Nothing in football makes you drop your jaw quite like a spectacular catch. Odell Beckahm Jr.’s one handed marvel is a moment we can all remember where we were when we saw it. Receivers like the Giants’ David Tyree, Pittsburgh’s Santonio Holmes, and Seattle’s Jermaine Kearse used out of this world catches to cement themselves in Super Bowl history.
Moving to college, Michael Crabtree beat double coverage to knock off the Longhorns and make the most famous play in Texas Tech history. Hunter Renfrow sealed his fate in Clemson lore by walking off in the National Championship against Alabama.
On an even smaller scale, North Carolina’s had some pretty memorable catches, too. Bug Howard had two jump balls, including the game winner, where he just out-manned the Pitt defenders in 2016. Sam Aiken’s diving touchdown reception against Florida State in 2001 is one of the most athletic plays in Tar Heel history. I’m still trying to figure out how Hakeem Nicks made this catch against West Virginia.
All this is great, but it’s also very obviously unsustainable: Spectacular catches like this are a great result for an offense, but often only happen because the process wasn’t perfect: a slightly off-target throw, a receiver without the expected separation. As we as a football society become more knowledgeable, the name of the game for wide receivers isn’t so much ability to make spectacular plays as it is the ability to just get open.
Hauling in an easy throw when there isn’t a defender within four yards of you might not land receivers on SportsCenter as often as one handed wonders, but that’s not why you play the game, and there is nothing more beneficial to a quarterback than a receiver that can create space.
Fortunately, creating separation with his speed, discipline, agility, body control, and eyes is something that Tar Heel receiver Dyami Brown has excelled at through the first three games of the season. Let’s break down his opening touchdown at Miami, which is an absolute work of route running art by Brown.
Against soft coverage, no matter the playcall, a receiver’s first job is pretty simple: get the defensive back on their heels. A wideout wants a defensive back to be moving backwards when they break the route or unable to keep up with them if they’re just running verts. The first three to five steps of every route against not-press should look identical: fast and upfield, to make the defensive back think they’re going upfield.
Once they’ve done that, though, the second thing a receiver is trying to do in his route is almost counter-intuitive: eliminate the cushion that the defensive back gives them. Defensive backs are aware that receivers are trying to get them to think they’re going deep every time, so defenders are taught to stay in their back pedal and not open up their hips to run with the receiver until the receiver is in their hip. Receivers have to eat up the space between them and their man and get into their hip pocket, so that they can get the defender to open their hips to run with them, at which point it’s impossible to recover and the receiver has his DB at his mercy. Any double move or breaking route is ideally broken off at the defenders hip.
Dyami Brown did this perfectly against Miami cornerback Trajan Bandy, one of the best cornerbacks in the country, on that first touchdown. He ran a hitch and go, faking like he was going to stop and run a hitch route before taking off. Brown’s double move totally froze Bandy, freeing him for the long ball from Howell.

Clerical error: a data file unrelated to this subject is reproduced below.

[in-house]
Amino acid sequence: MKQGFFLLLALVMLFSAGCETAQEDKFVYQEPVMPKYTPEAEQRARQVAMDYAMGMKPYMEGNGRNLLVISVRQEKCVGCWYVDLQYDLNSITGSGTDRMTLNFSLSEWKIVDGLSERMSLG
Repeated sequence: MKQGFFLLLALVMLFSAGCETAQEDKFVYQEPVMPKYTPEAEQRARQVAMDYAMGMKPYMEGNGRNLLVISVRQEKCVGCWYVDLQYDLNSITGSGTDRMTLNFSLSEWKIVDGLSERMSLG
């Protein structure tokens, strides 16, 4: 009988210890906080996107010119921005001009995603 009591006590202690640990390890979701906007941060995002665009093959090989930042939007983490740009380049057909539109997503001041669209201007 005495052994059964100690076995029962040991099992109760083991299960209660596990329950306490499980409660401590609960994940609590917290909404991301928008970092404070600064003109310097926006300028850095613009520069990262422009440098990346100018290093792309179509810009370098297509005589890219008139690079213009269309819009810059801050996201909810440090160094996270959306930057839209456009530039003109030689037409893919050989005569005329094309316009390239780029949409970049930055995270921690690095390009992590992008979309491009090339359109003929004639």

One of my favorite things about this route from Brown is that he never stops his momentum to fake his hitch, maximizing the amount of separation he gets while the corner is biting. That seems impossible given how exaggerated Brown’s fake is, but look at this: Below is a screenshot of the moment Brown started his double move. Look the difference between his shoulders and legs just like a quarterback exaggerating shoulder movement on a pump fake, receivers overuse their shoulders to fake like they’re breaking off a route but, by keeping their lower bodies pointed straight, are able to keep running forward.
Also, look how close Brown is to the defender. The defensive back started about six yards off and Brown closed that to about half a yard vertically when he made his move. Right now the defender is opening his hips to run deep with Brown, then has to react to Brown’s shoulders and tries to change direction and he’s frozen.
If Bandy was making a flash back movie about his life, this is the *record scratch* *freeze frame* “Yup that’s me, bet you’re wondering how I ended up here” moment. There is no way with Brown going full speed and the defender frozen that he can catch up to Brown. By bursting off the line, eating up space, and using his shoulders to fake breaking off his route while keeping his momentum, Brown turned half a yard of separation into five yards at the point of the catch.
Instead of Sam Howell having to fit the ball into a 6” window or Brown having to make an acrobatic catch; Howell just has to not overthrow Brown who just has to not overthink the catch at that point. Let’s put it together:
Brown’s touchdown against Miami is just a (particularly explosive) example, but this kind of route running is something he’s done all season, which is the biggest reason for hisincrease in production. Last season, in nine games Brown had seventeen receptions and a touchdown. Just in the first three games of the 2019 season, Brown has eleven receptions, and has tripled his 2018 production with three touchdowns so far.
The jump in production isn’t a fluke and it isn’t by accident. I wrote in my receiver preview in August that Brown has the best footwork on the team, and combining that with his speed makes him a lethal deep threat and explosive after the catch. So far, he’s proving me right.